"Hip-Hop is over here, catch a glimpse"
After waiting years for a follow up to Spaz The World, Cappo has waited only a year after the release of Genghis to drop The Fallout, this time bringing Styly Cee along for the ride. If you have heard either Genghis, or this pair's H-Bomb EP, you will know what to expect here. No guests, and absolutely no compromise. Cappo assaulting the boom-bap with rapid-fire, almost stream of consciousness lyricism, in that unmistakable Nottingham accent. It's also worth noting that this is the 50th release for veteran label, Son Records. In the UK scene, this is significant longevity.
Possessing so strong a formula proves to be both a gift and curse on The Fallout. When everything gells together though, the results can't be argued with. This is definitively the case on opening track Throwdown, where Styly's hectic drum patterns provide the perfect backdrop for Cappo to lay down what the press release describes as "weapons grade" lyricism. In fact, the drums are something of a feature of this LP, with both Styly and his father popping up to provide live drums on a couple of the tracks, keeping the energy levels high in the process.
It is therefore very noticeable when the standard of production dips, as it does on 'Yo Ass', where the very sparse drums seem to attempt to recapture a mid-80s sound. This track isn't helped by a rather irritating scratched chorus either. When this is immediately followed by another disappointing effort in 'Regenerate', which features a beat already heard on Genghis, the drawback of Capps and Styly's formula becomes apparent. When not firing on all cylinders, the combination of minimalist beats and the lack of variety in Capp's delivery and cadence can come up with tracks that are somewhat bland musically. Especially when you take into consideration the fact that the subject matter rarely deviates from coming up with (admittedly usually fairly creative) ways of describing how far ahead of the comp you are.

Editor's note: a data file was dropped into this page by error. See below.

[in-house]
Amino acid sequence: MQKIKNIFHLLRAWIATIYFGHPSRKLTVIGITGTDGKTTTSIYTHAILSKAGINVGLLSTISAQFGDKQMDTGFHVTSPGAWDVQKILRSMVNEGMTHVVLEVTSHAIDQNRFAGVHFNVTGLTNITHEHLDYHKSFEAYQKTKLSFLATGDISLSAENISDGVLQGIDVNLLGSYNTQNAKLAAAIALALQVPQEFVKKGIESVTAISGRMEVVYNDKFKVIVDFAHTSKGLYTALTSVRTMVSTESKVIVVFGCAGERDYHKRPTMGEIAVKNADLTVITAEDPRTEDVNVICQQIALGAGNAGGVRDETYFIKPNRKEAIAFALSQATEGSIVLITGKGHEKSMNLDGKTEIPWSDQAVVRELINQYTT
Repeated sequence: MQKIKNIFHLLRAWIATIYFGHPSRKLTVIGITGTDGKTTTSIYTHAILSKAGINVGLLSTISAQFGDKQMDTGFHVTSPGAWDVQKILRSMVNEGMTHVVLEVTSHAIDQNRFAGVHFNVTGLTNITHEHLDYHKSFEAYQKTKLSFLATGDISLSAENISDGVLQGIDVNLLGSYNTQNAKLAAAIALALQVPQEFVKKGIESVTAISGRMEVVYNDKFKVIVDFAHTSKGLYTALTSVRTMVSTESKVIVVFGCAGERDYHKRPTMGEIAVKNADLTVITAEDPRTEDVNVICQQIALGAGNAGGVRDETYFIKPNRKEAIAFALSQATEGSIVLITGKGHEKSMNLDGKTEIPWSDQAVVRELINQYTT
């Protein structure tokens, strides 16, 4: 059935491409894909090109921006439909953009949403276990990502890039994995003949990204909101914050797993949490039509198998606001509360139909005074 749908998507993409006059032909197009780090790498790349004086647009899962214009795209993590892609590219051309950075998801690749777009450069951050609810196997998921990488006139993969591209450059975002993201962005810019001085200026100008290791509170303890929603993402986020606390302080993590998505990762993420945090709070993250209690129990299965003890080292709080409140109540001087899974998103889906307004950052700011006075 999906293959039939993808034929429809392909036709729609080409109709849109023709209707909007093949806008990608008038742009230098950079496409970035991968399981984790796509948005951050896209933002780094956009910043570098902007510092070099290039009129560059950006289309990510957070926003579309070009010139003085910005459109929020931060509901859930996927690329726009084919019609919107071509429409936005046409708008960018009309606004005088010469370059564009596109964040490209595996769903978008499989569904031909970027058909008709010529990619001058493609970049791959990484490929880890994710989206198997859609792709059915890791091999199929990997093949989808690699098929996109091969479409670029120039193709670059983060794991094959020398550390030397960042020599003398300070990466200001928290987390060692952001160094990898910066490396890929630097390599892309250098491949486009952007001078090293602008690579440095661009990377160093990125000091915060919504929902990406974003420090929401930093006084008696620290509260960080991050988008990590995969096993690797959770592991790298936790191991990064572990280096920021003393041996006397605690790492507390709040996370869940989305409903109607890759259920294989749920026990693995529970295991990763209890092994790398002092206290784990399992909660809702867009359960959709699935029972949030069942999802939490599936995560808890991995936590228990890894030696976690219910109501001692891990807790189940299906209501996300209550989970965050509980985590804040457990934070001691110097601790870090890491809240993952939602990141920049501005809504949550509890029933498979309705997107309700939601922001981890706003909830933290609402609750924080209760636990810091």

It doesn't take the LP much time to get back on track though. The previously mentioned live drums raise the temperature on 'Music Makers Revenge' and 'Market Square' (titled in homage to the centrepoint of Nottingham's city centre), and Styly successfully brings a more electronic sound than might have been expected from him on 'Crunch Time' and 'Thought Apache'. I would also recommend that you search the bandcamp page for the free 4 Minute Warning EP, that dropped as a warm up for this LP. The 2 tracks featured would have been very welcome inclusions here, particularly the soulful vocal sample of The Drifter, which would have provided a welcome change of pace somewhere in the middle of this album, and it's a shame that it didn't make the cut.
Overall, The Fallout delivers what is expected of it. Some gimmick-free music to snap your neck to, from a veteran 1 MC/1 producer team. I would only temper that by saying that Genghis covered very similar ground, and in my opinion is the stronger album of the two.